CHICAGO (AP) Theo Epstein is restless in a way most of us are not.
No one is more invested in finding out whether he can repeat in Chicago what he did in Boston a dozen years ago - win a World Series in a town that measures its disappointment in decades.
But it's not just the short-term goal that commands Epstein's attention. In the middle of a vacation with family or the middle of an inning surrounded by staff - sometimes even in mid-sentence - Epstein will extricate himself from the group, pull out his mobile phone and laser-focus on the longer-term target: building a dynasty.
That's why no box has gone unchecked. It's why Epstein spent days poring over brochures for sectional sofas to furnish the Cubs' luxurious new clubhouse, but also why he spent five years tracking the ups and downs of a former Red Sox prospect named Anthony Rizzo, then traded for him when the time - not to mention the price - was right.
''We've made plenty of mistakes,'' Epstein said on the field at Wrigley hours before the Cubs beat the Dodgers to wrap the NLCS last week. ''But the ones that we've hit on, we've gotten lucky with; some impact guys back, some best-case scenarios as far as how the guys have turned out.
''We knew,'' he added a moment later, ''that we didn't have a chance to rebuild twice in a market like this.''
When Epstein came on board with the Cubs in 2011, his task was to turn around an aircraft carrier-sized organization. He put back together his sabermetric-styled band from earlier stints in San Diego and Boston - front-office execs Jed Hoyer and Jason McLeod - and rolled up his sleeves.
During the first phase, he set out to shed what was essentially a roster of bad contracts and spare parts, then went searching for difference-makers largely through the draft. Cub fans, meanwhile, struggled to see what difference all that attention to data and detail made.
The team lost 101 games in Epstein's first season on the job, then 96 and 89. But in 2015 with manager Joe Maddon and a roster stocked with promising young talent and a few savvy veterans, it became clear the rebuild had paid off.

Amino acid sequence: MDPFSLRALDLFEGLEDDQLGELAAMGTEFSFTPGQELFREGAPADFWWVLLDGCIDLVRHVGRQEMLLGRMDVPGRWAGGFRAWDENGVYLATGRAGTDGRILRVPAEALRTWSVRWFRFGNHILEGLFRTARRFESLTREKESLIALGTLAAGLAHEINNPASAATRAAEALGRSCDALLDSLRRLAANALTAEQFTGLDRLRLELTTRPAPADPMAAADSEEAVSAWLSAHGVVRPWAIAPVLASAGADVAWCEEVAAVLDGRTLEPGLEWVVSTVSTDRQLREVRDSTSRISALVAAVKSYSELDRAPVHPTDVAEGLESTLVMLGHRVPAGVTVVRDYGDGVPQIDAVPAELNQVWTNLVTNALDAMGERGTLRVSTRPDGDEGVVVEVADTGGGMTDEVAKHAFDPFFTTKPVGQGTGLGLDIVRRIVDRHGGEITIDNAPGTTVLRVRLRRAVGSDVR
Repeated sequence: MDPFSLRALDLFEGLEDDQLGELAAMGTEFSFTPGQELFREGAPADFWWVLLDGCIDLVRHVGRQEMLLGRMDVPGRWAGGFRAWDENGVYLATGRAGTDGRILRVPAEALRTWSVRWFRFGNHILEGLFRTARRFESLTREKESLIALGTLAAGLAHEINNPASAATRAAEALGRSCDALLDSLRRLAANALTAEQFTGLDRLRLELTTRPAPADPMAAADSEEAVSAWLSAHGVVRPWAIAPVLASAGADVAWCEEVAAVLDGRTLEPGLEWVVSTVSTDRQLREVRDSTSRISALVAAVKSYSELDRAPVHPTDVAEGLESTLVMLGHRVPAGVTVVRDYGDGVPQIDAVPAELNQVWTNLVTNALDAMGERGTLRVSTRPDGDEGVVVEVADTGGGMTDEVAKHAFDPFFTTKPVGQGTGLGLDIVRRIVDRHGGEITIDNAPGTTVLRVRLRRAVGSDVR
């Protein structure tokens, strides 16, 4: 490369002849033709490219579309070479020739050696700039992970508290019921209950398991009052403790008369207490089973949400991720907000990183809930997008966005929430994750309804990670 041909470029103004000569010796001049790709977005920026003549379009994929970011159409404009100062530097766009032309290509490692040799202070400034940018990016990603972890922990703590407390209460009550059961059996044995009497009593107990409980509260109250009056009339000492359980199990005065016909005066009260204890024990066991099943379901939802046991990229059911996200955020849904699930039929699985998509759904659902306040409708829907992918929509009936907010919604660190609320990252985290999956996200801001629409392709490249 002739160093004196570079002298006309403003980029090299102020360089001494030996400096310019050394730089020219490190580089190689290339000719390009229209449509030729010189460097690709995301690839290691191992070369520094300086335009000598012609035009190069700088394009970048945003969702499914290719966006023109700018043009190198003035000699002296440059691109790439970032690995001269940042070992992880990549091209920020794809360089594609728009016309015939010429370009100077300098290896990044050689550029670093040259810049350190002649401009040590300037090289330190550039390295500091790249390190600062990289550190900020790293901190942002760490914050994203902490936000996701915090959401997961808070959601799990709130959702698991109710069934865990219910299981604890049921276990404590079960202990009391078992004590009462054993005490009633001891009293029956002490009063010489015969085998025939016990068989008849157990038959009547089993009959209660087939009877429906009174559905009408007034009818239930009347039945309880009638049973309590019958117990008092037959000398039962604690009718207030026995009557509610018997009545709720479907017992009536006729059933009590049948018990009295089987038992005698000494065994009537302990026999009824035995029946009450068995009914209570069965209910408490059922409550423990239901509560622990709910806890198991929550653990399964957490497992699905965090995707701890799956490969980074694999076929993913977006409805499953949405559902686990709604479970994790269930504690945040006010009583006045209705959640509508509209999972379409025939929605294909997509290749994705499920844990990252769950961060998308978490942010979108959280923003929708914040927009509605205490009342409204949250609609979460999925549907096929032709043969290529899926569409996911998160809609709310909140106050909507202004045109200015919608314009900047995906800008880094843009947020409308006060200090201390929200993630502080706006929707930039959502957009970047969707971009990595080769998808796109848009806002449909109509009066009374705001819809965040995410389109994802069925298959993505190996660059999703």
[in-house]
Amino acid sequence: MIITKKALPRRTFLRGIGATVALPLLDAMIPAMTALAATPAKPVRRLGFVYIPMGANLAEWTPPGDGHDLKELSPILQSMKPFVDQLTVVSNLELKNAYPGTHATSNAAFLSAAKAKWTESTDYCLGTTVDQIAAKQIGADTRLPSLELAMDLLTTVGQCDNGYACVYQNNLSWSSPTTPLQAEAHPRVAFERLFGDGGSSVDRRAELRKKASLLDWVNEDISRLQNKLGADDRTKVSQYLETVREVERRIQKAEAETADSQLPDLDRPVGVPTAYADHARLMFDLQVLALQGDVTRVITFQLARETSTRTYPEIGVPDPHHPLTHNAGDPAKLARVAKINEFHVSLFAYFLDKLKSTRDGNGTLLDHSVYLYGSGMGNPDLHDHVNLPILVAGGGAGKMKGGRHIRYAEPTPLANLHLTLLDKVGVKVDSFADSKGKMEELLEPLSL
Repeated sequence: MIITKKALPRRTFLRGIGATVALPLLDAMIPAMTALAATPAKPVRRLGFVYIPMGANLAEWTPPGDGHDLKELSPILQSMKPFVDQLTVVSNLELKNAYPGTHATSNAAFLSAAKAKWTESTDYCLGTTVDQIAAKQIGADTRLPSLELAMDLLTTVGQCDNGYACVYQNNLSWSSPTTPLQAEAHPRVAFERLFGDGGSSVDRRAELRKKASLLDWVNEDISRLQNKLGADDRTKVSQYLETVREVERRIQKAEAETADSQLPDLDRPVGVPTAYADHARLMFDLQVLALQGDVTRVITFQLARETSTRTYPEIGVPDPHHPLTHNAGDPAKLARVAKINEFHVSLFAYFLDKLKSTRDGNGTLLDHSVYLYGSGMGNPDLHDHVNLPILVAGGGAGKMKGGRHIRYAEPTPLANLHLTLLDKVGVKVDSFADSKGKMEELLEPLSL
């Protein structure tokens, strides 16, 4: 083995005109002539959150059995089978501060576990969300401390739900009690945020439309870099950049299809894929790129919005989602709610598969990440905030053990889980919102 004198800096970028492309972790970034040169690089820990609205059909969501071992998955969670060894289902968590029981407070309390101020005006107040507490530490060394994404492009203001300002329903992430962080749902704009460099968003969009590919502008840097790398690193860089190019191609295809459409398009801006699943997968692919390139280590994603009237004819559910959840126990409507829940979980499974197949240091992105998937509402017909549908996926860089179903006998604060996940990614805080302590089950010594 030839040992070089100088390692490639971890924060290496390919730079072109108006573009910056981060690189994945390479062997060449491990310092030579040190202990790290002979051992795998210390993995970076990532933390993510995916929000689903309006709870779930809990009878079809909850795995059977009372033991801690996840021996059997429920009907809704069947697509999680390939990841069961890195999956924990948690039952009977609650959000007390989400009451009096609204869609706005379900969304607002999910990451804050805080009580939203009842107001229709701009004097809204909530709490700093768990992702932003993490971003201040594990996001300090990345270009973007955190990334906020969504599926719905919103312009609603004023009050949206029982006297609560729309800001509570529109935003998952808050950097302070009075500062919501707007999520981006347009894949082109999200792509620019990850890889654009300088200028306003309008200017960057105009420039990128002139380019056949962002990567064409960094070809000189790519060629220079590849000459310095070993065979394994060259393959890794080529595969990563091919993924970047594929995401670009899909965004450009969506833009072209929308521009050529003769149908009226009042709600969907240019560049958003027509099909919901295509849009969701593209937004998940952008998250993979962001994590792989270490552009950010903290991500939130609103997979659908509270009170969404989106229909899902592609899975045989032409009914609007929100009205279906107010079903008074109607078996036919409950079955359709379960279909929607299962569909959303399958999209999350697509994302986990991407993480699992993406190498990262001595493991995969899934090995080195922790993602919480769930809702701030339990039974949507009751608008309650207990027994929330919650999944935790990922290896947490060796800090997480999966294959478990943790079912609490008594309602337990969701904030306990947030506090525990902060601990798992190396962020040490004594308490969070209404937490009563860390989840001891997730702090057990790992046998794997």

Rizzo was a budding star at first base. Across the diamond was draft choice and soon-to-be Rookie of the Year Kris Bryant. Up the middle, Addison Russell locked down the starting shortstop job at 21, and Javier Baez began realizing his offensive promise. Behind them in center was Dexter Fowler, who hit for more power than ever before.
Despite his reputation as a numbers guru, one factor in many of Epstein's trade and draft decisions was actually a hunch. He prioritized hitters with power instead of pitching, betting that one little-examined consequence of baseball's toughened-up drug policy would be a dearth of the former and a surplus of the latter. This season made him look like a genius.
It didn't hurt, of course, that pitching coach Chris Bosio turned pitchers Kyle Hendricks and Jake Arrieta from afterthoughts into tough-as-nails, front-of-the-rotation starters. Or that Epstein was given a Monopoly-money checkbook to add expensive complementary parts like veteran pitchers Jon Lester and John Lackey, and switch-hitting, infielder-outfielder Ben Zobrist, whom Maddon uses like a Swiss Army knife.
None of this comes as a surprise to Cleveland manager Terry Francona, who had the same job in Boston when Epstein, only 31 and still regarded as a wunderkind, rebuilt the franchise and reversed his first ''curse.'' He'd seen him at work before. He knew how much the infighting in the wake of all that success in Boston had stung Epstein.
''I saw him in spring training when we played them. He made a point of coming down actually during the game. And we text every so often,'' Francona said on the eve of the Series. ''Something comes up or something happens that he thinks is funny, or jogs a memory. We've texted back and forth during the last couple playoff series. We were together eight years.
''Eight years in Boston is, I would almost say miraculous. There's a lot of fond memories and we got through some tough times together and came out in the end. I knew when things got tough,'' he said, ''where I could go.''
That kind of loyalty and toughness impressed itself on Maddon when he interviewed for the Red Sox job that Francona - who had much more experience at the time - wound up getting. What he's learned about Epstein since made him even a bigger admirer.
When he scans the clubhouse and sees the team his boss has assembled, Maddon marvels that there's not a prima donna in sight. Just like the couch and the ottoman he plops down on occasionally, Epstein has covered every detail ahead of time. Not just the new-age business tools like NASA-caliber scouting reports, but the old-school nod to issues like personalities and character.
''I think sometimes in the game today, it gets to the point where it's just about acquiring a number,'' Maddon said. ''I'm a big believer in that, but I also like the balance between the person and what the back of his baseball card says. Our guys do a wonderful job of balancing the math with the actual person.''
Thank Theo's restlessness for that. Four more wins and generations of Cub fans will be doing the same.
Jim Litke is a sports columnist for The Associated Press. Write to him at jlitke(at)ap.org and https://Twitter.com/JimLitke .